A never ending stream of plastics
Although lying at the outer edge of Europe, the Arctic is not isolated and certainly not unaffected by human influence. Through ocean currents, plastic litter is transported to the Arctic every day. And it stays there, often locked in the ice. In a way, one could say that the Arctic is the drainage hole for plastics coming from Europe and North America.
A threat to wildlife and local communities
This continuous stream of plastics coming info the Arctic not only poses a threat to wildlife but also local communities and tourists who are unwittingly exposed to this waste. Animals of all sizes, from zooplankton to polar bears can be affected by ingesting plastics or getting entangled in ropes and nets. These same items also pose a safety risk to cruise ships because they can get caught in propellers.
Prevention is the solution
What can be done to solve this problem? Cleaning up beaches or collecting floating plastic from the Arctic sea could be an option but also an immense task, given that millions of tons of plastic items are stuck in the ice, on unreachable beaches or on the seafloor. A more effective approach is to reduce the amount of plastic litter coming into the Arctic by working on prevention. This is the approach appleid in the Arctic Marine Litter Project.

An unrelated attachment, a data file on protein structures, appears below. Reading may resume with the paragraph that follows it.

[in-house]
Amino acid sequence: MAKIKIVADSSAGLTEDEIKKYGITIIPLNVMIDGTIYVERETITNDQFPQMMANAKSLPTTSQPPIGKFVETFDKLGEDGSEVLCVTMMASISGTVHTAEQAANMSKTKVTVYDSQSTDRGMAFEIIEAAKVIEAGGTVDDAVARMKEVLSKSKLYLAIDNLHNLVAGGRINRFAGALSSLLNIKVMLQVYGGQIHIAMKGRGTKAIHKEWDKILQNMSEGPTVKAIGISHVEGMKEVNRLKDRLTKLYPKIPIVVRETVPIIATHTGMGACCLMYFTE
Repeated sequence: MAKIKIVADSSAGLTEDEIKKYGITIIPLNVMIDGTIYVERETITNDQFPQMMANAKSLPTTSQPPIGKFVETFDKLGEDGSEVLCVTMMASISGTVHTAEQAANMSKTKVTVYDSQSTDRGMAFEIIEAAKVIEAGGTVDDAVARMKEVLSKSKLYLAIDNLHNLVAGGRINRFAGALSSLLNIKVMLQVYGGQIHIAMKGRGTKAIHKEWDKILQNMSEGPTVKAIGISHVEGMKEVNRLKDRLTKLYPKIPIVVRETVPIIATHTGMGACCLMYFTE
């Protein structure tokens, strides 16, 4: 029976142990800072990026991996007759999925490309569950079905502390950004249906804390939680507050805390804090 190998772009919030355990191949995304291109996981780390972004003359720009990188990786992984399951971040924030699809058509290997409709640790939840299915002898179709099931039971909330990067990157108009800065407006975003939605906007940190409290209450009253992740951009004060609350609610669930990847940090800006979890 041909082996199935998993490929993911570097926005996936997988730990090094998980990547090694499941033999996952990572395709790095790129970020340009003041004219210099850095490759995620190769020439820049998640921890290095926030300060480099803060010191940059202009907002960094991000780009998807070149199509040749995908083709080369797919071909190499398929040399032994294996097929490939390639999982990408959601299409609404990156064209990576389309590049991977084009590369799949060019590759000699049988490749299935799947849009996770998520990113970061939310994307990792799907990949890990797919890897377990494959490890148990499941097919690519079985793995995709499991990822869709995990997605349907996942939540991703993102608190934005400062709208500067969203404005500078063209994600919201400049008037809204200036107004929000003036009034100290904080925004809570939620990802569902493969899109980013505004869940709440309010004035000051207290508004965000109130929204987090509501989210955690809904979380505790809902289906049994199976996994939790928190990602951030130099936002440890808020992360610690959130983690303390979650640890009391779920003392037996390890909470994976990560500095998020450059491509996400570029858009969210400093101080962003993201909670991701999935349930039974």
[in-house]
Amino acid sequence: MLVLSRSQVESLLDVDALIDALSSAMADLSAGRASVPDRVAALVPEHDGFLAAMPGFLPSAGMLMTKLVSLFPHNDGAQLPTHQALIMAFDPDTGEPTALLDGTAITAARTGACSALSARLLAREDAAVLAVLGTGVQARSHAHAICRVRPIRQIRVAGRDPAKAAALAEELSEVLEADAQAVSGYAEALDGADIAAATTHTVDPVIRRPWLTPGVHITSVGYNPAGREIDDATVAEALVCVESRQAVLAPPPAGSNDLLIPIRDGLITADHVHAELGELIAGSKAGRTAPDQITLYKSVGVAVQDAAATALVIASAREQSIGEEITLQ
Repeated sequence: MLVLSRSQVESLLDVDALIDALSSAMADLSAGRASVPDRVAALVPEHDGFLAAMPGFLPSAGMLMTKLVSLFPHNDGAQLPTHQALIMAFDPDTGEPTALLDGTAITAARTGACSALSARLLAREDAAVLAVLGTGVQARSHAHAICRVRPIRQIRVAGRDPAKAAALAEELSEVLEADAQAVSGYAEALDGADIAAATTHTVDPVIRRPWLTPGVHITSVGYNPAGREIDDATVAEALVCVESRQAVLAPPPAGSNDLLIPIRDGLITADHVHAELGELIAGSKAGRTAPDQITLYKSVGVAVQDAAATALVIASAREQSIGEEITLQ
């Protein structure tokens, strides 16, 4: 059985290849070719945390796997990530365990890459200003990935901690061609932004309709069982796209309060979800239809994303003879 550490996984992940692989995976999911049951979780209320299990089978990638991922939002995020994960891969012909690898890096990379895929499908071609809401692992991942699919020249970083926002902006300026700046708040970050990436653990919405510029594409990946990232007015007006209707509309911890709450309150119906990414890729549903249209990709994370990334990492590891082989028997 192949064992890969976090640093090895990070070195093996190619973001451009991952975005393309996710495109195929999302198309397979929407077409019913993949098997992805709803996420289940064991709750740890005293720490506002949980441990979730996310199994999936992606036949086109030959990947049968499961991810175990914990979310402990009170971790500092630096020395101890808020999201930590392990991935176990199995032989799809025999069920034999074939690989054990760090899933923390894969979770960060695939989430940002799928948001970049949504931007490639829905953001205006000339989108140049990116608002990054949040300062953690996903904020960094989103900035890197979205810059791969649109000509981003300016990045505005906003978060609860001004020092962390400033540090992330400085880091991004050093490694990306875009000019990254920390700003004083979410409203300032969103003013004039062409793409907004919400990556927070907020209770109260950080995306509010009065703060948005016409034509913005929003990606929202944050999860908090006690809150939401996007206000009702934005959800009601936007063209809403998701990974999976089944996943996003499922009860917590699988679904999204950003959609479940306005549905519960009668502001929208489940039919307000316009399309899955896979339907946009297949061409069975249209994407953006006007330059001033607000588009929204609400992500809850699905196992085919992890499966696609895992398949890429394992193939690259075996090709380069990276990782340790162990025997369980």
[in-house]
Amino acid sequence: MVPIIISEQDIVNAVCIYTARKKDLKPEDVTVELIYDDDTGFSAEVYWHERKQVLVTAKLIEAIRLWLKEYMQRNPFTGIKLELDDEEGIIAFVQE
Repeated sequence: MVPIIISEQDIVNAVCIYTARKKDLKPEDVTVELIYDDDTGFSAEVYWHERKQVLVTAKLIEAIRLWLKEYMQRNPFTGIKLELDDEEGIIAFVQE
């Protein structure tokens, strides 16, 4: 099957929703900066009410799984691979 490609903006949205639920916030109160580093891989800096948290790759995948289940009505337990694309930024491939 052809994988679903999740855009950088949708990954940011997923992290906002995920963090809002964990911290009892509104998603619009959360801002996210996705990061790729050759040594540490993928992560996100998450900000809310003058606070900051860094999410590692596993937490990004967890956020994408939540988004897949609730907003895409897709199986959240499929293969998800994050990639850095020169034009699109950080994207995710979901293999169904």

The Arctic Marine Litter Project
The Arctic Marine Litter project is designed to work as a catalyst for change by directly engaging stakeholders in the identification of sources and solutions and by providing input for ongoing initiatives on marine litter in the Arctic. The project is divided into four stages:
- Identifying the most common litter items in the European Arctic
- Identifying key stakeholders, underlying behaviour and processes that have resulted in the main litter items ending up in the Arctic
- Engaging these stakeholders in defining practical solutions and management actions to prevent litter from ending up in the Arctic
- Identifying what additional information should be collected through beach litter monitoring programmes in order to be able to evaluate the impact of actions taken
We need you to tackle this problem
As the problem of plastics in the Arctic is multi-faceted and international, there is no single solution. Therefore, working on solutions means working on a variety of issues, with a variety of stakeholders and scientific disciplines.
Together with partners throughout the region, Wageningen University & Research provides the expertise needed to work on solutions to prevent the Arctic from becoming a plastic soup and to preserve this magnificent landscape for future generations.